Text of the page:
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  • What is a non-profit organization (NPO)?
    Nonprofits are organizations that serve as a tool for people to work together for a common purpose. Through NPOs, citizens can channel their efforts to advance their just causes, help communities, provide services, attend populations at risk, to mention some of the different ways in which they serve the country. Puerto Rico's nonprofit organizations feed, house, educate, inspire, enlighten, and nurture people of all ages, genders, races, and socioeconomic levels. They foster civic engagement and leadership, drive economic growth and strengthen the fabric of our communities especially in times of emergency. The term “non-profit organization” is a commonly used term without a common understanding. For example, people often use the terms "nonprofit" and "tax-exempt" interchangeably. NPOs are covered under the following sections of the Internal Revenue Code: Section 501(c)(4) (social welfare organizations, homeowners associations, and volunteer fire companies), Section 501(c)(5) ( includes unions), Section 501(c)(6) (includes chambers of commerce), and Section 501(k) (child care organizations). Each of these sections identifies certain conditions that must be met for the organization to be tax-exempt. The only common condition is not to generate profit for any party related to the organization ("no part of the net profits of the organization may inure to the benefit of any shareholder or private individual"); hence the term "non-profit." Section 501(c)(3) of the tax code refers to "public charities" (also known as nonprofit charities) and "private foundations." The tax code considers "churches and religious organizations" (which the IRS defines to include mosques, synagogues, temples, and other houses of worship) to be "public charities.
  • How do you incorporate a non-profit organization?
    Entities in Puerto Rico are incorporated before the Department of State by submitting a Certificate of Incorporation. It is also recommended that NPOs register their trade name and brand with the Department of State. Post incorporation and as part of the process of starting an NPO there are several additional steps to follow, including: Merchant Registration Application Board of Directors Certification By-Laws of the Organization Manage the employer Social Security (EIN) before the IRS
  • What tax exemptions can an NPO apply for?
    There are two types of exemptions to request: the local tax exemption that is requested before the Department of the Treasury and the federal tax exemption that is requested before the IRS. To request a tax exemption, any non-profit organization may submit an application for such purposes before the Tax Incentives Division attached to the Assistant Secretary for Tax Policy of the Puerto Rico Department of the Treasury. As part of the process, you must comply with all the requirements of the Internal Revenue Code in its chapter 10. It is important to mention that before submitting the application, the organization must be registered with the Department of State either as a corporation or as a non-profit organization. Federal Exemption At the federal level, there is a tax exemption regulated by the Internal Revenue Code of the United States. In order for an organization to receive tax exemption under section 501 (c)(3) of the federal Internal Revenue Code (IRS), it must be duly organized and its operations must be directed exclusively to the purposes established in said section. For example: altruistic, educational, religious, etc. Also, NPOs may be eligible to receive tax-deductible contributions in accordance with section 170 of the Code.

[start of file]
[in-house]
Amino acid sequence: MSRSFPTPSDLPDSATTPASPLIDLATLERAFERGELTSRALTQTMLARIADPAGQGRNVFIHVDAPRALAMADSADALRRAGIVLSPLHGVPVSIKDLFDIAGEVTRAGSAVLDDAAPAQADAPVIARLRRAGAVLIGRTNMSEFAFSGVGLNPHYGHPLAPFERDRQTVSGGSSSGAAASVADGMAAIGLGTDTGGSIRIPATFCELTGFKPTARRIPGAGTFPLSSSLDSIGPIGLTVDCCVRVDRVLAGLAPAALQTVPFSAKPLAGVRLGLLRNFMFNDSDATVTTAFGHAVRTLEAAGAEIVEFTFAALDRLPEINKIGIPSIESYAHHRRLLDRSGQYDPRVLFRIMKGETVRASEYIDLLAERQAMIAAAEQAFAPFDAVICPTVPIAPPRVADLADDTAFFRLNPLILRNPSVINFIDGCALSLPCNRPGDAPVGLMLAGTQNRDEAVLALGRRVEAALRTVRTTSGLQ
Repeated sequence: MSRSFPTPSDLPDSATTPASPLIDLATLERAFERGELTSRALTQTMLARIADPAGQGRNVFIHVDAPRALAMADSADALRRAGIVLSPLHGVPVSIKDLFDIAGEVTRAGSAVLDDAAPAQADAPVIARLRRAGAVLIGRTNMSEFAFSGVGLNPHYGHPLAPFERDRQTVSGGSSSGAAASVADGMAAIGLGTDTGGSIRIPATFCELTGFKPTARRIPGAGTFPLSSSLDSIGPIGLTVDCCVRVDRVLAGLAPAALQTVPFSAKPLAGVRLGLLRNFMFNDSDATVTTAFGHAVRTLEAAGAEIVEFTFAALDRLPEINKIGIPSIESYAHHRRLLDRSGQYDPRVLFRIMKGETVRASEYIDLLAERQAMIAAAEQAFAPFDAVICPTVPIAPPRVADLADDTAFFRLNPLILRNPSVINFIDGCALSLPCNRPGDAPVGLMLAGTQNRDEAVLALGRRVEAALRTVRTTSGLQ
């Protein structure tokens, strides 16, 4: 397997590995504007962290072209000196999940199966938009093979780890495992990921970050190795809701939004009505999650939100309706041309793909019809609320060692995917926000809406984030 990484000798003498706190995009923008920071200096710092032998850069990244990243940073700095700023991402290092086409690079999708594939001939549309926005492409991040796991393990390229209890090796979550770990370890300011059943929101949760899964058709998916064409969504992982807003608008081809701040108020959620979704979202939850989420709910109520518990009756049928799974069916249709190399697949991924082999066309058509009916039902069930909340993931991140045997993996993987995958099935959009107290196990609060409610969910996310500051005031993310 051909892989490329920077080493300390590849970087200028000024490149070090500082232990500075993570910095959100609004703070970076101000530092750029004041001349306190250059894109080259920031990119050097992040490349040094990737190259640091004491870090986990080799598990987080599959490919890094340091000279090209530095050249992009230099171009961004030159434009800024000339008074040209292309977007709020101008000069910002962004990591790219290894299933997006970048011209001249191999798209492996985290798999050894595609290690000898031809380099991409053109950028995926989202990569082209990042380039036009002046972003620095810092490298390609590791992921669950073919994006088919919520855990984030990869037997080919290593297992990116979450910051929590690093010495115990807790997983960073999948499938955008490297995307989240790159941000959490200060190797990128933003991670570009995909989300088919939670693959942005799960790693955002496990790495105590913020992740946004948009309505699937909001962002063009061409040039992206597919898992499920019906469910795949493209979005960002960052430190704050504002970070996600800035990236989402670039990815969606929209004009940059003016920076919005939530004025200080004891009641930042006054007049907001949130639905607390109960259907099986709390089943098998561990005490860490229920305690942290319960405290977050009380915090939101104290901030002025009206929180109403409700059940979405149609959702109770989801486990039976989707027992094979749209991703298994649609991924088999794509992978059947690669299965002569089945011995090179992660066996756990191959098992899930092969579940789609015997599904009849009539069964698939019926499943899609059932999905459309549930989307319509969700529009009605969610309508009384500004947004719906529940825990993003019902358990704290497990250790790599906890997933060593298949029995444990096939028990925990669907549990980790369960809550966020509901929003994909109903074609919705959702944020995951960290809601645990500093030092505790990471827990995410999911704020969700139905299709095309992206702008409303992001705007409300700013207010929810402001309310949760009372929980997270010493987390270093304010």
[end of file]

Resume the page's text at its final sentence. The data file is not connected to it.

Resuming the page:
• Can NPOs provide advocacy/lobbying services or support political causes?
    It is important to know that an organization that obtains these federal exemptions must meet several requirements, among which are limits on the lobbying or advocacy work that it can do. For example, they cannot devote substantial time and effort to influencing legislation, likewise they cannot participate in any activity or campaign for or against candidates or political parties.
  • Can nonprofit organizations make a profit?
    Nonprofits can make a profit and should try to have some level of positive income to build a reserve fund to ensure sustainability. The key difference between non-profit and for-profit organizations is that a non-profit organization cannot distribute its profits to any of the non-profit organizations that can pay reasonable compensation to those who provide services. This prohibition against "private gain" is because tax-exempt nonprofit charities are formed to benefit the public, not private interests. For more information, see this Guide to the IRS and Internal Revenue Code of PR.
  • Who can donate to an NPO?
    Anyone who wants to can donate money to an NPO. Next, some of the different sources or most common ways of raising income that NPOs have: Individual Donations Family Donations Corporate Donations Fundraising Activities Legislative or municipal donation or allocation Donations or municipal allocation Federal proposals or programs Community Foundations
  • When are donor contributions tax deductible?
    For donor contributions to be tax deductible, the organization to which the person donated must have their state or federal tax exemption. Both the Puerto Rico Department of the Treasury and the federal Internal Revenue Service (IRS) offer an updated list of organizations that enjoy their certifications and exemptions on their websites.
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